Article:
We were then thrown a curveball for the experiment, we were given a Vernier Dual Range Force Sensor (Jon mentioned that spring scales work just fine) and some standard masses, and guided to plot mass vs Force.  As we saw that the data made a straight line, we could find the slope of that line. 

Each group then whiteboarded their results.  About the time the groups were getting lazy with the presentation (since we all had approximately the same numerical results), Chris threw out a question, "What is the connection between the slope of your line and dropped bowling ball from the start of the lab?"

For the groups that plotted Force in units "N" (which are, as of this point in the process, possibly unknown units) vs mass in kg, we found that the slope was eerily similar to the number we measured when finding the acceleration of object dropped (picket fence and rubber ball over motion detector) in the previous units.  That acceleration describes the acceleration of the dropped ball.  If all the groups used grams (which are the units printed on most standard masses), guide them through questioning to the value of slope with mass in units of kilograms.

Chris also noted, that making the connection between $N/kg$ and $m/s^2$ will payoff when Electric fields come up later in the year. {Obviously, this point will need to be reinforced throughout this unit and others for the students to remember it during E&M.}

8 comments:

  1. This is very helpful - the level of detail, the pros and cons. I've attended (and am attending) a modeling workshop, but there is so much to take in. Your record of teachers' questions and answers about the nuts and bolts of implementing modeling is something I'm sure I'll go back to once the year begins.

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  2. Thanks Noah, If you see anything I'm missing, don't hesitate to let me know. I know I've missed things along the way. With the amount of info to which we are exposed, I understand why it's 3 weeks. To me, as scary as is looks to write it, 3 weeks is almost too short.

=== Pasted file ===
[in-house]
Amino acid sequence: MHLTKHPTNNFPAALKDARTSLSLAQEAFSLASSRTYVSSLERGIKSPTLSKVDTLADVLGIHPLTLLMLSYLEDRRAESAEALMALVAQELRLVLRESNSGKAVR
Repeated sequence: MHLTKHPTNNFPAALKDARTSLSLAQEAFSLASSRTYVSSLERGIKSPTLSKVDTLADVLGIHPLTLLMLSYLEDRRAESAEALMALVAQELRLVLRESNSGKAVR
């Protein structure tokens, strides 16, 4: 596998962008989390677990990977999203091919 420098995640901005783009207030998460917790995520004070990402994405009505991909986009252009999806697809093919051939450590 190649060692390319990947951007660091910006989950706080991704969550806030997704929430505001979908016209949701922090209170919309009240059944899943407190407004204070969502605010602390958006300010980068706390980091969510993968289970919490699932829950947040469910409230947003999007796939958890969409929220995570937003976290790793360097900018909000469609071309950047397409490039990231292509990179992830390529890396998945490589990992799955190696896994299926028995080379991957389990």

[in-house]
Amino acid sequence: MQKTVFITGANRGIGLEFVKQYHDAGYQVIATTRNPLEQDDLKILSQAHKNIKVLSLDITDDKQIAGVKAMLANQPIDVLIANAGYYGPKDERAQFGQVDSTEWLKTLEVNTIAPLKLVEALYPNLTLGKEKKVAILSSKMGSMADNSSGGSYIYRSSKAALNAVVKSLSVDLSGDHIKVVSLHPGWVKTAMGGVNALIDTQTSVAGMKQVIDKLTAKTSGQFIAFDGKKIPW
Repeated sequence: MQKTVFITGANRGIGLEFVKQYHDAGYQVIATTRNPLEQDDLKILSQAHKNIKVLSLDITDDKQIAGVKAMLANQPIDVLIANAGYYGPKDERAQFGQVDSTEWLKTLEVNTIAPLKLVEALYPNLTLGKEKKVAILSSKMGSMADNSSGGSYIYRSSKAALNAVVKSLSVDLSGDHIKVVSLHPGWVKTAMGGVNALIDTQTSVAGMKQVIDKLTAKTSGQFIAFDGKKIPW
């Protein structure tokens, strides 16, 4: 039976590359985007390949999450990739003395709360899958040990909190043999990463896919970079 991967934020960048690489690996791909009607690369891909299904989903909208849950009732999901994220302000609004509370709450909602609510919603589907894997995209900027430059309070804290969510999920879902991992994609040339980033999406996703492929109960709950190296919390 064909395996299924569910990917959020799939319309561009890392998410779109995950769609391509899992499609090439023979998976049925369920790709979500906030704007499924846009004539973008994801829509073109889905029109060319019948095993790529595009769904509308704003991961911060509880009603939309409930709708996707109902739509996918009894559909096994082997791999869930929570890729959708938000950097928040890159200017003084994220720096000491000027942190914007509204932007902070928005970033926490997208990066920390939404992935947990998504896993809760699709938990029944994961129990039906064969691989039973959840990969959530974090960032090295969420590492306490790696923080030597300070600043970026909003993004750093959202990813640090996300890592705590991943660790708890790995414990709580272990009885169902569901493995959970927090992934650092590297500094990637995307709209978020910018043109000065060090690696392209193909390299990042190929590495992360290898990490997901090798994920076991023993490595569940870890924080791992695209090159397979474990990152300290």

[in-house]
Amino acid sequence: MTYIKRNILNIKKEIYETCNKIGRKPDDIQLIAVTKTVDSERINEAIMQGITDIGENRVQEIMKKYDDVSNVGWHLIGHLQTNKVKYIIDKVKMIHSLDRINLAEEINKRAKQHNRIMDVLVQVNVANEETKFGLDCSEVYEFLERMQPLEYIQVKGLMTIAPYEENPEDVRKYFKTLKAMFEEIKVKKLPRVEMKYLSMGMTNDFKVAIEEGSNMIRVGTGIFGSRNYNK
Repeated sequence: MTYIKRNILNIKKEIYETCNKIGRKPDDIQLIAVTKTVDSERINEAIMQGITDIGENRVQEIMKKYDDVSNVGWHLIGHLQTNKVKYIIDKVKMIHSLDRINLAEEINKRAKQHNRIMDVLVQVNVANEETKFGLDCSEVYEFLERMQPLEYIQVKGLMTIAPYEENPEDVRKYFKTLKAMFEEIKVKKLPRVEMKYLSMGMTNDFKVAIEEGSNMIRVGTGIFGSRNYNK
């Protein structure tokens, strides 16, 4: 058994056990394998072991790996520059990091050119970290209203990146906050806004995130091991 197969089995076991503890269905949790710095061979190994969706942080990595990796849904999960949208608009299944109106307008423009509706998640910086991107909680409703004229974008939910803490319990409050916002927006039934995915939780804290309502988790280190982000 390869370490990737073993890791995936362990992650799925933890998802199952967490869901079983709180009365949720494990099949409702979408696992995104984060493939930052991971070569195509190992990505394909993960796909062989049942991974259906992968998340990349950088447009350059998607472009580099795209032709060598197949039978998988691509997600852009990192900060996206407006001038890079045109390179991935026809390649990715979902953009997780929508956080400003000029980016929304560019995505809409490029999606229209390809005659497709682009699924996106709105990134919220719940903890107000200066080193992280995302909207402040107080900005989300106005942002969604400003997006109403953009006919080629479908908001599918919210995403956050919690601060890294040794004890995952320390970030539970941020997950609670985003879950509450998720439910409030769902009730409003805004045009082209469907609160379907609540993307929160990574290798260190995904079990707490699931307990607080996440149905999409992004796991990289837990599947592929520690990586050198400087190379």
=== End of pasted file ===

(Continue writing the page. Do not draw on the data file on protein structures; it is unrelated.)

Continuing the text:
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  3. I couldn't agree with you more Scott. It could definitely been longer. I actually went through Physics Nerd withdrawl last year when it was over. These posts are great! I so wish I had taken better notes last year when I took the workshop. I'm going to use these posts to review this year. Great job. Glad you are enjoying the workshop.

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  4. Thanks Bryan, if you see anything you think I should add, please don't hesitate to write it. I'm very interested in others take on the workshops. I'm sure there are things I've missed along the way.

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  5. Scott, you mentioned something in this post about wondering what to do with the students that are done a bit faster, one of the options that came up in our workshop were the challenge problems from Schober. They're certainly deep enough that even the most advanced kids are going to need considerable time to solve them. Also, there was a recommendation that if you're boarding up some problems, and you have a group done early, to have them board up an intentionally wrong, but defensible solution, and then during discussion they need to push their classmates to correct them.

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  6. Thanks for the great ideas Harding!

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  7. Hope you don't mind, Scott, but I'm going to dialogue with your blog this year as I too go through this for the first time. I'm going off sequence from the ASU stuff, and following the trend of some others CVPM>BFPM>UAPM>UBFPM. I established in CVPM that being at rest is a just one of many possible constant velocities. We're spending some time at the beginning of BFPM diagramming various situations for objects at rest (incorporating some 2D as well from Force tables and spring scales and strings on lab posts, I think I tricked them into convincing me of the validity of tip to tail vector addition today to determine net force in 2-D situations). Anyway, the worksheet you reference here, worksheet 1, I gave it to them on day two-ish of the model, but only asked that they identify the situations where they thought CVPM applied. I'm hoping they'll paint themselves into a corner of "we've established that forces are balanced for objects at rest, being at rest is CVPM, so perhapds BFPM provides the theory behind all CVPM." At least that's how it sounds in my head right now, hoping they'll buy into it.

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  8. Harding, to me it sounds interesting, let me know how it plays out!